“I’ve been waiting for you,” the silky voice said.

  Amon backed up, fear making his movements clumsy. He almost stumbled again, but caught himself in time. When he met the man’s eyes, they glowed red.

  Amon screamed, finally able to open his eyes. His breaths came quick and carried little oxygen. Bael! This must stop. I can’t take much more.

  The smell of burning rock was strong as he inhaled deeply, dragging the thick air directly into his lungs. A long cough followed, and when he was through, his throat felt like it had been sliced apart with razors. When was the last time they brought me water?

  A thick band of gray smoke funneled through a rocky archway, which happened to be the door to his prison. Long ago, the rock had s
plit and broken open, leaving this small chamber.

  Soon after he arrived, he’d been strapped and chained to this wall. Demons had stripped him of all his clothes, leaving only a small brown cloth covering his manhood. They used to come and lift that strip of cloth, point, and laugh. The humility was endless in Hell, but that part had never bothered him. He’d been an angel once, far better than any of these evil beings. He had been better than them, and he thought he still was.

  The torment, though, had eventually made him lose the most important thing he had. Hope. And when the rock had grown over his chains, he knew there would be no escape. In fact, there was no need for chains any longer since the rock now covered his arms, leaving them buried underneath the wall. He’d like to say he barely missed them, but they would come in handy when he had an itch, or an ache that needed rubbing. Of course, they’d gone numb as well, so sometimes, when he woke after his nightmare, he imagined they had been cut off. Gone forever. Thankfully, that was only his imagination.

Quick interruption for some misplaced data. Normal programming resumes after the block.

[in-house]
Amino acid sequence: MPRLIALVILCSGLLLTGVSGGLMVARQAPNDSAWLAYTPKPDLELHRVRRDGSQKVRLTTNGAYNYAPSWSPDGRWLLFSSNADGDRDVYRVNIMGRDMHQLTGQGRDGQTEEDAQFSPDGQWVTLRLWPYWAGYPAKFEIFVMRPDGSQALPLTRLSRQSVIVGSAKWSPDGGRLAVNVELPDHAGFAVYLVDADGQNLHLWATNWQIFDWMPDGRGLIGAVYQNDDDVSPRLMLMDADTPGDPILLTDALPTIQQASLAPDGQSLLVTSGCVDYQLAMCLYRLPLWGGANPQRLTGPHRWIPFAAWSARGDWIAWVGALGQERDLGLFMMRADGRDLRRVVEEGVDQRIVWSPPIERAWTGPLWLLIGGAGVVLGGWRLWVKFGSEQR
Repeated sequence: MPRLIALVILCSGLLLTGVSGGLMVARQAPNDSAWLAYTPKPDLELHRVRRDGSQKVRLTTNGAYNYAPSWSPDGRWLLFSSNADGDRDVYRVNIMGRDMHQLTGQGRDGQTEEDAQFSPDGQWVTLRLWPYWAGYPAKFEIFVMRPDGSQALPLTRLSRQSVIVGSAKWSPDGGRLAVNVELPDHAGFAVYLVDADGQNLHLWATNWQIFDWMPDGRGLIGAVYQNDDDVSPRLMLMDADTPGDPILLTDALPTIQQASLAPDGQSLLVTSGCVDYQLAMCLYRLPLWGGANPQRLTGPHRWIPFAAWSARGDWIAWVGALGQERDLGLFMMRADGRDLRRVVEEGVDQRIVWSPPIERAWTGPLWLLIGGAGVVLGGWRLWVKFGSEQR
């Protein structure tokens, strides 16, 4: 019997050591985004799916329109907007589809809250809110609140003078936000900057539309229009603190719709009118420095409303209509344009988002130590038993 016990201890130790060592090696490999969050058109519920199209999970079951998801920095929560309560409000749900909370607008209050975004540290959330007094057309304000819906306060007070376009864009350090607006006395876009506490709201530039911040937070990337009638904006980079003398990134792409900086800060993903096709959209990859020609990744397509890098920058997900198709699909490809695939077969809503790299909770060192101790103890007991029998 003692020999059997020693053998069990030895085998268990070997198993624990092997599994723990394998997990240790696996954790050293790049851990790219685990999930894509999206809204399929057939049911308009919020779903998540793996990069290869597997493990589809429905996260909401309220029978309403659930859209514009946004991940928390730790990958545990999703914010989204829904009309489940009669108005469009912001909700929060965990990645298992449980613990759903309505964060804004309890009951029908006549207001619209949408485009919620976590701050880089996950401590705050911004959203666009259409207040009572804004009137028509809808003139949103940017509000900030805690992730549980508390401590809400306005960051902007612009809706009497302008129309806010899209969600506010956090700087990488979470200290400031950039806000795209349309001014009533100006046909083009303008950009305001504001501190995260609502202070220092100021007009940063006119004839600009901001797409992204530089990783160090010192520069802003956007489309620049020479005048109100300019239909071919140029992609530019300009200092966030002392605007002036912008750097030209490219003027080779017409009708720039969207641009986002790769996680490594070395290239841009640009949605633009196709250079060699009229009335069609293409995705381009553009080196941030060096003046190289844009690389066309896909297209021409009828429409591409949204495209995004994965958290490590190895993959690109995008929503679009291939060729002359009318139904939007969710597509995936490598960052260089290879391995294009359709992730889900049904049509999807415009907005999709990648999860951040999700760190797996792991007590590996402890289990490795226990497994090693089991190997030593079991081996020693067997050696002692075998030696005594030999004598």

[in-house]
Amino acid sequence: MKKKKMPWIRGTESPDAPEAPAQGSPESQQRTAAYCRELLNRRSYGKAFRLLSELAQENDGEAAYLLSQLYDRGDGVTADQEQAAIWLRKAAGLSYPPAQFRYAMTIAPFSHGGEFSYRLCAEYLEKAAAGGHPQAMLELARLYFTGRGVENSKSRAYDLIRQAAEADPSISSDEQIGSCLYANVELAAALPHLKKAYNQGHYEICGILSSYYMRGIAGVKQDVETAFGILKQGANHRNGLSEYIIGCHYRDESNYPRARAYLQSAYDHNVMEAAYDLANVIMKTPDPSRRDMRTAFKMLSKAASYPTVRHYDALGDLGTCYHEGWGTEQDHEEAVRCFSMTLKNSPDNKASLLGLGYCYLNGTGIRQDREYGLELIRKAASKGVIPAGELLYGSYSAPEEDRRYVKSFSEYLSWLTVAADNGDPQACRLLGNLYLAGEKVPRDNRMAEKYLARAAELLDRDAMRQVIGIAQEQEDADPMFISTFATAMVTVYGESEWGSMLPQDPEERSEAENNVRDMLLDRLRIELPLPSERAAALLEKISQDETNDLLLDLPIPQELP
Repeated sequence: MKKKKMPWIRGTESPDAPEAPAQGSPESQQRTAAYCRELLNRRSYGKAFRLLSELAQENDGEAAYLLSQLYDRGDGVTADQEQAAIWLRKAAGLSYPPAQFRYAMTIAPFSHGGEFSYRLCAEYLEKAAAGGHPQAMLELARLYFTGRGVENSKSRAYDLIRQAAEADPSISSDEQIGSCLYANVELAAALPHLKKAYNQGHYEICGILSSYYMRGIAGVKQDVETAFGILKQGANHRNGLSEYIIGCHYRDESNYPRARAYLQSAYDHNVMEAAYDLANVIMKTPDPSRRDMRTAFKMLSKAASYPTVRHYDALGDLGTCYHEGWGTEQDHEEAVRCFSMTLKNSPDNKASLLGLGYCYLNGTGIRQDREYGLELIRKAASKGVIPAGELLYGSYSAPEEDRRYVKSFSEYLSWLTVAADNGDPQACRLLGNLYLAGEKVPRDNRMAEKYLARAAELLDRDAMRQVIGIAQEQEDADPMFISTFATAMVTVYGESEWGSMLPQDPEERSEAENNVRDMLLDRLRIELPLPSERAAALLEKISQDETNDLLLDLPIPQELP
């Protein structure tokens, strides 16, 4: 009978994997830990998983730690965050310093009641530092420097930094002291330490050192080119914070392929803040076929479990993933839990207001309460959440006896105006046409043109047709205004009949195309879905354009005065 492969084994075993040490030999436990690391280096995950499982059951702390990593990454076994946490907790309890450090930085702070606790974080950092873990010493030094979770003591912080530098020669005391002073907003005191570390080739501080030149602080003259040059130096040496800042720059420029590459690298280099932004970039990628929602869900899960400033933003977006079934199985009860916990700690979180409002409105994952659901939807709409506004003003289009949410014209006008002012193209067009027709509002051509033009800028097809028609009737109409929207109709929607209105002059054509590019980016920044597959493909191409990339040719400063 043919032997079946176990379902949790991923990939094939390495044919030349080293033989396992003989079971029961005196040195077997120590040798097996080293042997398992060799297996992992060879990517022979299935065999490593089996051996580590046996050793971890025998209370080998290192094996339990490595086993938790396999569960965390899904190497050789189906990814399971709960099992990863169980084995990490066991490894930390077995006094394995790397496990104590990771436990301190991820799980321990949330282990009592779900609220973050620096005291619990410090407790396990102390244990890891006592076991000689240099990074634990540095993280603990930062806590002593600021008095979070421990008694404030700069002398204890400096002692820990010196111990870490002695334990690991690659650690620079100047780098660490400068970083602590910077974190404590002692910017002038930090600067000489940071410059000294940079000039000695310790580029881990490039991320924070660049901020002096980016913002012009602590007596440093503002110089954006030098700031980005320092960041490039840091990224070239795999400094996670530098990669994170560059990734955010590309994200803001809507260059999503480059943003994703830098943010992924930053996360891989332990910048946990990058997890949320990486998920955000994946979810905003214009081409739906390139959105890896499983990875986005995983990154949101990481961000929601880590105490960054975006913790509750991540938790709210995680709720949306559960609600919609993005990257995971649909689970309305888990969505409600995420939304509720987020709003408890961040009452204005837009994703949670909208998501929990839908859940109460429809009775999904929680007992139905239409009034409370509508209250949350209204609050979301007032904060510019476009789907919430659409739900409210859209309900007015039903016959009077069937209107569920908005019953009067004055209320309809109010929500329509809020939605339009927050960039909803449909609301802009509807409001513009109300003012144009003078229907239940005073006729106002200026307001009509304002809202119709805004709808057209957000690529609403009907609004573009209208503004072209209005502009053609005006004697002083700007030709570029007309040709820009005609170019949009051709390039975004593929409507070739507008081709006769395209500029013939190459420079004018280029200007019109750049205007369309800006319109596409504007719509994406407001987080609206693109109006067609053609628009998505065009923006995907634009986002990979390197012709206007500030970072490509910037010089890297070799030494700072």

The room was dark, the walls charred and black. Orange flames flickered around him, stretching across the walls and ceiling, creating shadows. They tickled and burned his skin when they touched it. Sweat poured down his forehead, the heat almost unbearable. Of course, I’ve grown immune to it now.

  If he had to look at this room much longer he’d go crazy. As if I haven’t already. Dreams of his family plagued him almost every night. They always ended the same, even though some of the events leading up to finding his dead family changed. Amon had a feeling that was Bael’s doing. He loves to make people have nightmares. I think he feeds off their fear.

  “Amon. My old p-pal.” Amon stiffened as a demon came into view, his red eyes reflecting the flames. His black hair was short, his large ears sticking out from the side of his head. Great, it’s Belze.

  Amon cleared his throat. “I’m not your old pal, Belze. Nor your current pal. So, whatever you want, out with it.” Amon’s voice was weak to his own ears, so he narrowed his eyes.

  Belze stumbled as he came through the archway, catching himself against the wall Amon hung on. “That was a b-bit embarrassing.” He ran a hand down his black button-up shirt, smoothing it. “I th-thought you might want to know we’re blowing this j-joint.”

  Amon angled his head. “What do you mean?”

  “W-we won. The demons, that is, n-not you fallen ones, since you actually didn’t fight or anything…”

  “Get on with it. And for the love of Christ, please quit your idiotic rambling,” Amon pleaded.

  Belze glared. “Do n-not use that name down h-here.” He paused, winding his blood red tie around his finger. “Well. The d-demons defeated the angels. As in, the war has been w-won. As in…”

  “I got it, Belze. No need to explain. Hell on Earth.” Amon sighed deeply. “So what about us?”

  “It l-looks like you aren’t going anywhere, h-huh?” Belze snickered. “I may be able to h-help you with that, though.”